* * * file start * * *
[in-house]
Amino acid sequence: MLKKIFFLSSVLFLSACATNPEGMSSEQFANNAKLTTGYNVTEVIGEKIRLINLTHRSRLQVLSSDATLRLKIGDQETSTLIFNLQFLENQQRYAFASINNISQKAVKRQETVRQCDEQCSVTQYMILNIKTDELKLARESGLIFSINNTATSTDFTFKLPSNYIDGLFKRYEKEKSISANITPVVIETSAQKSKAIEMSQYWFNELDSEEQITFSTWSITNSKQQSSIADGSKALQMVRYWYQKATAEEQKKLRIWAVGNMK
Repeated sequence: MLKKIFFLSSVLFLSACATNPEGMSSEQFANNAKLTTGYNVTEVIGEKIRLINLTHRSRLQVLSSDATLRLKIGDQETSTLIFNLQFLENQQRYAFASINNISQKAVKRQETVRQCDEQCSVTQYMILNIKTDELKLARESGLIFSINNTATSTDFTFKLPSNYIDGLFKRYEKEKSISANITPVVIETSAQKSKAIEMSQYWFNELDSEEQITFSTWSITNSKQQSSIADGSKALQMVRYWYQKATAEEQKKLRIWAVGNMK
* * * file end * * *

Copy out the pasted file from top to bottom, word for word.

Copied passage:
[in-house]
Amino acid sequence: MLKKIFFLSSVLFLSACATNPEGMSSEQFANNAKLTTGYNVTEVIGEKIRLINLTHRSRLQVLSSDATLRLKIGDQETSTLIFNLQFLENQQRYAFASINNISQKAVKRQETVRQCDEQCSVTQYMILNIKTDELKLARESGLIFSINNTATSTDFTFKLPSNYIDGLFKRYEKEKSISANITPVVIETSAQKSKAIEMSQYWFNELDSEEQITFSTWSITNSKQQSSIADGSKALQMVRYWYQKATAEEQKKLRIWAVGNMK
Repeated sequence: MLKKIFFLSSVLFLSACATNPEGMSSEQFANNAKLTTGYNVTEVIGEKIRLINLTHRSRLQVLSSDATLRLKIGDQETSTLIFNLQFLENQQRYAFASINNISQKAVKRQETVRQCDEQCSVTQYMILNIKTDELKLARESGLIFSINNTATSTDFTFKLPSNYIDGLFKRYEKEKSISANITPVVIETSAQKSKAIEMSQYWFNELDSEEQITFSTWSITNSKQQSSIADGSKALQMVRYWYQKATAEEQKKLRIWAVGNMK